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15 Nov 2021

Six Days of Feasibility: Day 5 - What Do You Do with a Full Feasibility Study?

Jay Garlick

CEO - Greenscape Development Partners

This post is the fifth in a series of articles entitled: “Six Days of Feasibility” designed to educate the reader on the world of Feasibility Studies. Over the next 2 days Jay Garlick of GDP Feasibility will address the following:

Day 1: See the End from the Beginning: What are Feasibility Studies?
Day 2: Don't Make Business Risky: Why a Feasibility Study?
Day 3: Self Storage = Cash Cow: How a Feasibility Study Makes You Money?
Day 4: Buyer Beware: Why Not all Feasibility Studies are the Same?
Day 5: Get You in the Game: What Do You Do with a Full Feasibility Study?
Day 6: Deal Makers, not Deal Breakers: Do You Have Someone to Walk the Path with You?

Day 5: Get You in the Game: What Do You Do with a Full Feasibility Study?

I remember the first time I surveyed the offerings of those that provided feasibility studies to the self-storage industry some years ago. While it was clear that some made significant efforts in research and analysis, it was plainly obvious that there were very few that organized their work in a way that made it digestible to any reader and further it was very clear that the studies were not very professionally presented or graphically pleasing.

A feasibility study is not just a document for making decisions, it is also when it reflects a "go" decision for the project, should afford the client an opportunity to put their best foot forward in persuading other stakeholders to get on board. Professionally put-together materials have the power to make an impression with a bank, investor, boss, or partner instantly. That impression is a trust builder that pays dividends and makes you money. In other words, they are "high leverage" and worth investing in.

It's been our experience that when trust is high, conversations are easier, persuasion is faster, deals are struck and terms are better.

We follow the following principles for professionalism in our deliverables:

  1. The organization of the document is paramount. Make it easy for the reader to know where they are and where the deliverable is going.
  2. Make it visually pleasing. The use of graphs, charts, tables, and maps should not only convey the information but work well together in color and format as much as is possible. Pictures should be high resolution and correspond to the material presented wherever possible.
  3. Tell a story, then tell it, and then tell it again. The Executive Summary of a report should offer enough clear info and analysis so that the reader does not need to read further if they so choose. It is that simple. It should be written last after the body of the research and analysis is done. The body of the document tells the same story in detail, therefore, backing the Executive Summary in strength. Finally, the same simple conclusions of the other two should be included in the conclusion. No need to hide the recommendations, keep them front and center throughout the document.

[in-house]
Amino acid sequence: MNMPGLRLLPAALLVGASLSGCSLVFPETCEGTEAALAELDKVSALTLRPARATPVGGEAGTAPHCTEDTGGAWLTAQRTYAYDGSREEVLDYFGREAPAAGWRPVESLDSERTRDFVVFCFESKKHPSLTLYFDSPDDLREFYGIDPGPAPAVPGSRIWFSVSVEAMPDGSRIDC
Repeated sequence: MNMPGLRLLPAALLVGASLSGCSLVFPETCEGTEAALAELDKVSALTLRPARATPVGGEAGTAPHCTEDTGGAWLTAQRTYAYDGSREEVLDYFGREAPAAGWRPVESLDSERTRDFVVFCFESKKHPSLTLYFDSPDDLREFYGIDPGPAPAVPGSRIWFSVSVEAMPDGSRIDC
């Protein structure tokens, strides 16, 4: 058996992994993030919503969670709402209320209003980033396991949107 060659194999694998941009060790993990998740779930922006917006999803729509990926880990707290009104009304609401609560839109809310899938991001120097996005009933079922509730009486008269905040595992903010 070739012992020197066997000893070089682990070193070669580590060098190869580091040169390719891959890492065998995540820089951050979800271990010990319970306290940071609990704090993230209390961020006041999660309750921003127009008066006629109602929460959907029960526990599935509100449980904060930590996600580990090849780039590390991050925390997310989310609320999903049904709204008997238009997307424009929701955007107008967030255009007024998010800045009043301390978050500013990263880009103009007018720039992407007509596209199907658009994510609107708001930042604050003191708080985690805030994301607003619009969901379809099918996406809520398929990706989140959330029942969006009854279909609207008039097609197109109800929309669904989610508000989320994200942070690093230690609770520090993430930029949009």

4. Use case studies for persuasive value. If it is appropriate, a case study can add significant value for context and proof of concept.
  5. Funnel the analysis from broad to specific for context. Many data points are better understood when national, regional, state, and county or city info is compared to the trade area. Such a broad to specific approach makes for understanding.
  6. Explain graphs, tables, charts, etc. Telling the reader why they are important and what conclusions are drawn is paramount. This might be making the complex simple or just stating the obvious, but it is important that the reader feels guided throughout the document.
Again, where can I use the study?
  1. In house decision making - the study is a primary tool for you to feel confident moving forward or help you to dodge a bullet and mitigate risk.
  2. Sharing with banks - If you get a professional positive feasibility study done you have a greater chance creating trust and success in getting favorable terms from your bank.
  3. Use it in offering memoranda or other investor related content - investors like to see that you have done your homework. They may or may not understand it, but they are putting their faith in you that you are an expert in the field and that they can trust you. High quality studies reflect well on you in your investor relationships.

From our experience and expertise, GDP Feasibility uses a proprietary metric-based approach to determine our recommendations to our clients. We then create a best-in-class high-leverage document that is more useful than any in the industry for engaging and persuading stakeholders to work with our clients.

Up Next: Day 6: Deal Makers, not Deal Breakers: Do You Have Someone to Walk the Path with You?

Who is Jay Garlick?

A self-storage developer himself, Jay Garlick is the Principal at GDP Feasibility and Partner/CEO of Greenscape Development Partners which specializes in self-storage development nationwide. Garlick began doing feasibility studies in 2004. Since then he has done studies on over 400 sites in the United States. Jay has a Masters Degree in Real Estate Development (MRED) and will soon finish a second in Masters in City and Metropolitan Planning (MCMP). Garlick has developed and or entitled his own projects coast to coast in UT, WA, MO, KS, and VA. Garlick can be reached at jay@gdpfeasibility.com. For more information please visit www.gdpfeasibility.com.